Thymoquinone Inhibits Neurogenic Inflammation Underlying Migraine Through Modulation of Calcitonin Gene-Related Peptide Release and Stabilization of Meningeal Mast Cells in Glyceryltrinitrate-Induced Migraine Model in Rats
- 7 Downloads
Two main contributors of sterile neurogenic inflammation underlying migraine pain, calcitonin gene–related peptide (CGRP), and meningeal mast cells (MMCs) play a key role in the activation of the inflammatory cascade resulting in the sensitization of trigeminal nociceptors. It is well established that phytochemical agent thymoquinone exhibits multiple anti-inflammatory effects in different in vitro and in vivo models of neuroinflammation. But its effects on the CGRP release and meningeal mast cells are unknown. In the present study, we investigated the effects of thymoquinone on the CGRP release in migraine-related strategic structures which are crucial targets for anti-migraine drugs, and on the MMCs in glyceryl trinitrate (GTN)–induced in vivo migraine model as well as in the ex vivo meningeal preparations in rats. Anti-inflammatory thymoquinone ameliorated GTN-stimulated CGRP levels in plasma, and migraine-related structures including trigeminal ganglion and brainstem; moreover, thymoquinone inhibited degranulation of MMCs and prevented the increase in the number of MMCs in GTN-induced in vivo migraine model. However, in the ex vivo meningeal preparations, thymoquinone did not inhibit the GTN-induced CGRP release from trigeminal meningeal afferents. Our findings suggest that thymoquinone mediates modulation of CGRP release in trigeminal ganglion neurons and brainstem, and stabilization of MMCs. Thus, thymoquinone may be a promising candidate to prevent the meningeal neurogenic inflammation and consequently migraine.
KEY WORDSNeurogenic inflammation Migraine Thymoquinone Meningeal mast cells CGRP
This study was supported by Abant Izzet Baysal University Scientific Research Fund (grant number 2016.08.02.1082).
Compliance with Ethical Standards
All applicable international and institutional guidelines for the care and use of animals were conformed. All procedures carried out in studies involving animals were in keeping with the ethical standards of the institution or practice at which the studies were carried out.
Conflict of Interest
The authors declare that they have no conflict of interest.
- 3.Levy, D., A. Labastida-Ramirez, and A. MaassenVanDenBrink. 2018. Current understanding of meningeal and cerebral vascular function underlying migraine headache. Cephalalgia 1: 333102418771350.Google Scholar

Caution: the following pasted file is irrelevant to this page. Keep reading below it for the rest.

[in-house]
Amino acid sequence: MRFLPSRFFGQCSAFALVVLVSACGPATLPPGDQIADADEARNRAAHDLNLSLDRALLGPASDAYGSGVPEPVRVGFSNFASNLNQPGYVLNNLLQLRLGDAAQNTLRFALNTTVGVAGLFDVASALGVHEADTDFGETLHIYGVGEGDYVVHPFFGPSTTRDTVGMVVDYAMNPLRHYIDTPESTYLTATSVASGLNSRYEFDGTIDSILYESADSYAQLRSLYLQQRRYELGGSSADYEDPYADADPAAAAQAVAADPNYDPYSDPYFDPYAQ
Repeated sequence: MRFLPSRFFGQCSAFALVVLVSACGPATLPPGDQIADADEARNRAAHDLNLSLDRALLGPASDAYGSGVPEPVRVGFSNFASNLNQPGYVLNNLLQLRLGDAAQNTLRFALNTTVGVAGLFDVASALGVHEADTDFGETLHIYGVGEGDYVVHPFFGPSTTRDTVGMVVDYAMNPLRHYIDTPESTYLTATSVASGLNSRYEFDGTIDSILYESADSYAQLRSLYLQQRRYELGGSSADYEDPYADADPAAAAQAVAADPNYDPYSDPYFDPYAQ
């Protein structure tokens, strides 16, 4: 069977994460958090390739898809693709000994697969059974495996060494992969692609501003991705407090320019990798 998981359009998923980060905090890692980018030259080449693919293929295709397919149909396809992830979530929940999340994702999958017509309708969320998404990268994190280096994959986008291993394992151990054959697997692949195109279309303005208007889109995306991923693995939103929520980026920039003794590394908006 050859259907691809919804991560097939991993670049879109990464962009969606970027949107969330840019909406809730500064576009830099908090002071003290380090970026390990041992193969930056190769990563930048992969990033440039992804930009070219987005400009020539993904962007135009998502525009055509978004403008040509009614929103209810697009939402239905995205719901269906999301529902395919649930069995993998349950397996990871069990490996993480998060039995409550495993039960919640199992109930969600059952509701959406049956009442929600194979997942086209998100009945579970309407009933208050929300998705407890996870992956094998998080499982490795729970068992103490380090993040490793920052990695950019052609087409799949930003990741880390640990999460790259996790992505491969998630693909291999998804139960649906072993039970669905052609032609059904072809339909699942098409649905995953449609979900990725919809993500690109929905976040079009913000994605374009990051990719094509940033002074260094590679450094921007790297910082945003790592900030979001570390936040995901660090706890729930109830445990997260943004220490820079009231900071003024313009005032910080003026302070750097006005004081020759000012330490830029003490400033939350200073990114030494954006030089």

- 4.Kilinc, E., C. Guerrero-Toro, A. Zakharov, C. Vitale, M. Gubert-Olive, K. Koroleva, A. Timonina, L.L. Luz, I. Shelukhina, R. Giniatullina, F. Tore, B.V. Safronov, and R. Giniatullin. 2017. Serotonergic mechanisms of trigeminal meningeal nociception: implications for migraine pain. Neuropharmacology 116: 160–173.PubMedCrossRefPubMedCentralGoogle Scholar
- 5.Kilinc, E., Y. Dagistan, A. Kukner, B. Yilmaz, S. Agus, G. Soyler, and F. Tore. 2018. Salmon calcitonin ameliorates migraine pain through modulation of CGRP release and dural mast cell degranulation in rats. Clinical and Experimental Pharmacology and Physiology 45: 536–546.PubMedCrossRefPubMedCentralGoogle Scholar
- 7.Kilinc, E., and C.N. Balci. 2018. An investigation of lung mast cell behavior in a rat model of migraine: implications for migraine headache. Anatolian Clinic Journal of Medical Science 23: 151–156.Google Scholar
- 17.Abd El Aziz, A.E., N.S. El Sayed, and L.G. Mahran. 2011. Anti-asthmatic and anti-allergic effects of thymoquinone on airway-induced hypersensitivity in experimental animals. Journal of Applied Pharmaceutical Science 1: 109–117.Google Scholar
- 22.Attoub, S., O. Sperandio, H. Raza, K. Arafat, S. al-Salam, M.A. al Sultan, M. al Safi, T. Takahashi, and A. Adem. 2013. Thymoquinone as an anticancer agent: evidence from inhibition of cancer cells viability and invasion in vitro and tumor growth in vivo. Fundamental & Clinical Pharmacology 27: 557–569.CrossRefGoogle Scholar
- 24.Braga, V.A.V.N., G.K. Couto, M.C. Lazzarin, et al. 2015. Aerobic exercise training prevents the onset of endothelial dysfunction via increased nitric oxide bioavailability and reduced reactive oxygen species in an experimental model of menopause. PLoS One 10: e0125388.PubMedPubMedCentralCrossRefGoogle Scholar
- 31.Juhasz, G., T. Zsombok, E.A. Modos, S. Olajos, B. Jakab, J. Nemeth, J. Szolcsanyi, J. Vitrai, and G. Bagdy. 2003. NO-induced migraine attack: strong increase in plasma calcitonin gene-related peptide (CGRP) concentration and negative correlation with platelet serotonin release. Pain 106: 461–470.PubMedCrossRefPubMedCentralGoogle Scholar
- 40.Amrutkar, D.V., K.B. Ploug, A. Hay-Schmidt, F. Porreca, J. Olesen, and I. Jansen-Olesen. 2012. mRNA expression of 5-hydroxytryptamine 1B, 1D, and 1F receptors and their role in controlling the release of calcitonin gene-related peptide in the rat trigeminovascular system. Pain 153: 830–838.PubMedCrossRefPubMedCentralGoogle Scholar